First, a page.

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Crypto thaw sends bears into hibernation

Fri, 08/05/2022 - 15:40

Ever since cryptocurrency prices went into freefall in late 2021, everybody from analysts to disgruntled investors has been speaking of a long, hard crypto winter, with some even calling it the end of digital currencies as we know them. But as anybody with more than six months of experience in this market can tell you, extreme boom and bust cycles kind of come with the territory. A decline of over 70% in a given stock's price over the space of a few weeks might well be viewed as a death knell for the underlying company, but that's just another day at the office for Bitcoin.

The original cryptocurrency has actually lost over 50% of its value seven times in total. It once even plummeted 99% from its local high. But each and every time, it came back stronger than ever. After reaching a low of $18,948 in June, BTC managed to gain almost 20% in the month of July and currently stands at a much healthier-looking $23,191. Now that Bitcoin is back on the right side of that key $20,000 support, the crypto bulls are coming out of the woodwork and gearing themselves up for another run. But is the winter really over, or could they be running right into a trap?


The latest figures on BTC dormant for more than one year would suggest that accumulation is over, a phenomenon that has historically signalled the end of a bear market and the start of a new bull cycle. Independent crypto analyst Miles Johal identified a rounded top formation in HODLed Bitcoin, which appears to be close to completion. Past experience would suggest that prices will respond by rising once it does. It all boils down to the HODL Waves metric, which basically gives a breakdown of supply according to when each BTC last moved. Now, the majority of the total Bitcoin supply is accounted for by the one-year HODL wave. Why is this significant? Well, the data clearly show that the larger the share of Bitcoin that has been motionless for at least a year is, the closer BTC is to a macro bottom. In fact, we're already seeing BTC/USD regain lost ground and – once this 'rounded top' pattern finally comes full circle – history indicates that a sustained uptrend could well follow.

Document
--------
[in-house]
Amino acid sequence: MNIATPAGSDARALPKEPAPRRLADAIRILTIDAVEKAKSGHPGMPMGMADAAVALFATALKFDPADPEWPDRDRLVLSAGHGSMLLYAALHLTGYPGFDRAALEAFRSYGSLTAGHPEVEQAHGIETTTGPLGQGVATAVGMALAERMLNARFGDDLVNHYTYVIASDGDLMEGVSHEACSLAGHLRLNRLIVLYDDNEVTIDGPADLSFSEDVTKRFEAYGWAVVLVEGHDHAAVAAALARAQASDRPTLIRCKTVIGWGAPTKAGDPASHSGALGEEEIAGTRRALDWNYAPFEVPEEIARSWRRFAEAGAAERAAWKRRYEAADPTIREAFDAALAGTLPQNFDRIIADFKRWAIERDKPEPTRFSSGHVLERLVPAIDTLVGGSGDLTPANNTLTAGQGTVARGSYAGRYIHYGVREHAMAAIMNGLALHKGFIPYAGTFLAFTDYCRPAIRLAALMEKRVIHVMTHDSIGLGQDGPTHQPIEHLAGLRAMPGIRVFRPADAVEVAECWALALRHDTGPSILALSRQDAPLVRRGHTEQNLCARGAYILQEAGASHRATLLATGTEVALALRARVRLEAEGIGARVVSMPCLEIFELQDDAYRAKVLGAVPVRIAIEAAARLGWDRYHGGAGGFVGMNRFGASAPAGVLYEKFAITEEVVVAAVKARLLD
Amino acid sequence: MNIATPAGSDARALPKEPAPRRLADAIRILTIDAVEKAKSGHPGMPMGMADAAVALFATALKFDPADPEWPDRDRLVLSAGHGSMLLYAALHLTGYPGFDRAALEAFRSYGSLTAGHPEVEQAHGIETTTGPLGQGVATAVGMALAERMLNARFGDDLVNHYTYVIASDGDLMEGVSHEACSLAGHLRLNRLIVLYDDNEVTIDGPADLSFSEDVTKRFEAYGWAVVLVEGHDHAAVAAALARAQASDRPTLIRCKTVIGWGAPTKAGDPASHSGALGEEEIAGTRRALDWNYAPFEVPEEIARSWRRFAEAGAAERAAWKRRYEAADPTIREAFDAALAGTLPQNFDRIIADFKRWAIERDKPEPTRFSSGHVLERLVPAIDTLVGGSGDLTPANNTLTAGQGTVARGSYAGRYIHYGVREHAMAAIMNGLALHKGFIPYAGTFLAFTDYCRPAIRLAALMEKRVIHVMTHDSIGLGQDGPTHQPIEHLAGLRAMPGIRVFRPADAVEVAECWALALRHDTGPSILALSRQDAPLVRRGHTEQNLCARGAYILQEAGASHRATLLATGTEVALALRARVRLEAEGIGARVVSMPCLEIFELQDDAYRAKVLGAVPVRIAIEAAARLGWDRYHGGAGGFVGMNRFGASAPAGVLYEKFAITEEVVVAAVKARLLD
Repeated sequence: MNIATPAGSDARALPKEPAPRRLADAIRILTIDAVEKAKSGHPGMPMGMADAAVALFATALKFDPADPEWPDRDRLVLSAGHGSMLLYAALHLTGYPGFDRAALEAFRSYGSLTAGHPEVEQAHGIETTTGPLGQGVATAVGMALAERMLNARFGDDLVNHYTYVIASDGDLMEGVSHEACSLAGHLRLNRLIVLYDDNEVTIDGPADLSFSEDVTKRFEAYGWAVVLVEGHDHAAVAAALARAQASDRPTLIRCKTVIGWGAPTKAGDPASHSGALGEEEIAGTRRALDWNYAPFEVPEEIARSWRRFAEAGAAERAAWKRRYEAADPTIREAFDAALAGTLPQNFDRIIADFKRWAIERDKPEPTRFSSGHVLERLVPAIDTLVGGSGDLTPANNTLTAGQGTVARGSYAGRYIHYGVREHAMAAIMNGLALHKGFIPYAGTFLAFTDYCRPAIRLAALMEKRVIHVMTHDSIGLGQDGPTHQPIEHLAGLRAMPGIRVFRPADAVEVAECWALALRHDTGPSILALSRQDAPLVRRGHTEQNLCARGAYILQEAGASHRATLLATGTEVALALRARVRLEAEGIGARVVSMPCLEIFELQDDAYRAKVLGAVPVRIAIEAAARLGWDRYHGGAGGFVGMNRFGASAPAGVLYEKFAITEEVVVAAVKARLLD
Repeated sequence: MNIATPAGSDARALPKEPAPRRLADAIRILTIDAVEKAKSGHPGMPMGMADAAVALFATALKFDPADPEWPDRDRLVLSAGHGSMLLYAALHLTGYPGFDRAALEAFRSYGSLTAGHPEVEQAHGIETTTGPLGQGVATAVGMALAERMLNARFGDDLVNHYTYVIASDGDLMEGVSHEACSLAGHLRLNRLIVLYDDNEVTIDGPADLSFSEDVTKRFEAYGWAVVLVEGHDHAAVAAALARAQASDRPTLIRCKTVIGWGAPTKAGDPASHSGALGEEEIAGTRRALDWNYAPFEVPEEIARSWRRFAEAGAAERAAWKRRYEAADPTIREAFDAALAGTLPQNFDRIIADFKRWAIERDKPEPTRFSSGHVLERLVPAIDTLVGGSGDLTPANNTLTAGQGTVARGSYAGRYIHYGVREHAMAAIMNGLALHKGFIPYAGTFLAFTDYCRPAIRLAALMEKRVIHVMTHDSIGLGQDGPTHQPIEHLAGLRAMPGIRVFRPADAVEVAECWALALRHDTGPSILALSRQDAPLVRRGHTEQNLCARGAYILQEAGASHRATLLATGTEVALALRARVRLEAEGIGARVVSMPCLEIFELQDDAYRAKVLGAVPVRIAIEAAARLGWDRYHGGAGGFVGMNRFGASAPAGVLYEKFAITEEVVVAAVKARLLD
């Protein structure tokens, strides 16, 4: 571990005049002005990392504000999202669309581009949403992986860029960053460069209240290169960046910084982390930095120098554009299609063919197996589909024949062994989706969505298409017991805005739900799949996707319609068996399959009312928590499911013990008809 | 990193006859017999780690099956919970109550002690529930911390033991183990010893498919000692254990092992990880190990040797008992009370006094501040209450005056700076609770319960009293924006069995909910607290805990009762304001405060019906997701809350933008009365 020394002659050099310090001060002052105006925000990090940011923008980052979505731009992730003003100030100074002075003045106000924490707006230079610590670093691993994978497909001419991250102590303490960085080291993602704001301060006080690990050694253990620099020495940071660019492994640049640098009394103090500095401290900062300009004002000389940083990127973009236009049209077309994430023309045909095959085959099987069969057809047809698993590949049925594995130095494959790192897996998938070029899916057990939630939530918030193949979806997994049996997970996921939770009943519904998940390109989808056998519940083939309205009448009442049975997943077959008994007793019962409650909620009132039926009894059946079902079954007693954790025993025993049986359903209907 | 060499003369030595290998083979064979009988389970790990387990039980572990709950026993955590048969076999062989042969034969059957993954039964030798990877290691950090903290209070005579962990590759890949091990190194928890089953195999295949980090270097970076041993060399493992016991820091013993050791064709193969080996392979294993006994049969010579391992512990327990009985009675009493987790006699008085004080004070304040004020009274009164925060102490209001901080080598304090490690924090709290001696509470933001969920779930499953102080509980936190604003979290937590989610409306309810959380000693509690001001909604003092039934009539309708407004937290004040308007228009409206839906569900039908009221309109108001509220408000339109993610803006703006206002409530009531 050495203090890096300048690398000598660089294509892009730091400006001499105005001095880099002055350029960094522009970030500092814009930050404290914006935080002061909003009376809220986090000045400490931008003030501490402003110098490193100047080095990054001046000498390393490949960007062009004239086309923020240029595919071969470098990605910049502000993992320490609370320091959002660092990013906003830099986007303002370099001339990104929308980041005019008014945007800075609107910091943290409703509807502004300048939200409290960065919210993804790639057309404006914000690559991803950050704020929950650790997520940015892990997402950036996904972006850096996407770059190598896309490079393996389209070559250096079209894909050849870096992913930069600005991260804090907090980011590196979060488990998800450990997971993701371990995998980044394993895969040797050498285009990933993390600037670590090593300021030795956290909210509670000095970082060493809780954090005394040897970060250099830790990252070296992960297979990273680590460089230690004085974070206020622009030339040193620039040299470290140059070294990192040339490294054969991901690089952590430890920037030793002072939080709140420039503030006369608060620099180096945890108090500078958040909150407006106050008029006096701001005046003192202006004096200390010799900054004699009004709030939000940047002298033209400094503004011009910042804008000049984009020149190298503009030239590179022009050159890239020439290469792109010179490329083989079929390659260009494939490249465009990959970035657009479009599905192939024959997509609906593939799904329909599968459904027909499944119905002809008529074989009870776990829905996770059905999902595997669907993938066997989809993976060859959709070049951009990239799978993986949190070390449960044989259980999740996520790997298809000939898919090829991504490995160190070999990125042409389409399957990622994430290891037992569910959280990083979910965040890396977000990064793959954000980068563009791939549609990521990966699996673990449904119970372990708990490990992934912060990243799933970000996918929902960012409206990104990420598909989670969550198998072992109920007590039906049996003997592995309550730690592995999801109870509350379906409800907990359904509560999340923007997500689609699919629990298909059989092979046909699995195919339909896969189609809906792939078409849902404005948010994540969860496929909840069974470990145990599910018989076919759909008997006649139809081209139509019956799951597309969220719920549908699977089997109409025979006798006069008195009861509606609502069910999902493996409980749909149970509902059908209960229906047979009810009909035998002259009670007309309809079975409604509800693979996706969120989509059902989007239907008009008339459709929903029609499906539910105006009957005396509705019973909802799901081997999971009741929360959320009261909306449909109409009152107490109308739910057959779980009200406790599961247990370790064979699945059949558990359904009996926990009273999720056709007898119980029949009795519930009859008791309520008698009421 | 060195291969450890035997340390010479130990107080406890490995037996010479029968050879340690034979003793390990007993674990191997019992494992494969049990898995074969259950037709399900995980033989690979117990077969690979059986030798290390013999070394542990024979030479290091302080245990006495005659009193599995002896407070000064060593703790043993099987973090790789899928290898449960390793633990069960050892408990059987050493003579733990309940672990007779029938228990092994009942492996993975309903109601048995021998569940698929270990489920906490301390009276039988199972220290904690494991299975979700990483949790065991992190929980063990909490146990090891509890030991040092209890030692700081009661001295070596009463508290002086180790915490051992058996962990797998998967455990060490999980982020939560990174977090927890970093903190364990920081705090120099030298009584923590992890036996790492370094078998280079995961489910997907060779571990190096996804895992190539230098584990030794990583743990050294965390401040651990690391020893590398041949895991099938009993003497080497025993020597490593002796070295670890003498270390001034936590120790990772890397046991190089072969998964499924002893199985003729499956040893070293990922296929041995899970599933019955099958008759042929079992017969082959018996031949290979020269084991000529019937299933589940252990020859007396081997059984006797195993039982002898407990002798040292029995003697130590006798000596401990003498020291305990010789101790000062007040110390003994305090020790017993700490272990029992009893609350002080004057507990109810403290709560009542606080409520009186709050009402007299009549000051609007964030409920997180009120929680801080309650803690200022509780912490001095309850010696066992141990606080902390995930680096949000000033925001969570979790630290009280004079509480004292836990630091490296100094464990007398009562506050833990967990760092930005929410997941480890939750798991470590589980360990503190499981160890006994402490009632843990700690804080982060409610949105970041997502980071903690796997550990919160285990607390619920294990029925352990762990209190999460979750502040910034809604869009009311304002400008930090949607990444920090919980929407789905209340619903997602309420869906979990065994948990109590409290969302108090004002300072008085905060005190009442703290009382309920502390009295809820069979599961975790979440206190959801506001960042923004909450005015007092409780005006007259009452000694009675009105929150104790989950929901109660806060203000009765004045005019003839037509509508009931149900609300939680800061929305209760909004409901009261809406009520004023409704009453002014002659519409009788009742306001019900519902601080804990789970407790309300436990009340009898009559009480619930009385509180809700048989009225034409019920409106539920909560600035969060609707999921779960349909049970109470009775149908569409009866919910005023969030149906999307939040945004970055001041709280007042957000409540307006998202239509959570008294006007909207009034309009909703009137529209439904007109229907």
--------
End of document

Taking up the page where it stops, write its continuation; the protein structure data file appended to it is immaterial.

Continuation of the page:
But what about record exchange outflows?

Bitcoin is indeed flowing rapidly out of exchanges and has been doing so for at least the past six months. According to the latest data from Glassnode, BTC in exchange-based wallets now only accounts for 12.6% of the total supply (2.4 million BTC), which represents a 4.6% decline since Bitcoin's March 2020 all-time high, when this figure stood at 3.15 million BTC.

While these outflows are somewhat correlated with declining crypto prices, that's only half the story. A significant number of market participants are actually leaving exchanges for security concerns. Following a series of high-profile busts of so-called 'safe bets' like crypto banks Celsius and Voyager — not to mention the infamous collapse of stablecoin Terra — the "not your keys, not your crypto" mentality is back in fashion once more. People are still interested in owning digital currencies; they just prefer to hold them in their own private wallets. Elsewhere, the rise of CFD trading with traditional CFD brokers such as Libertex has also offered another avenue for active traders to bet on crypto price changes without owning the underlying asset.

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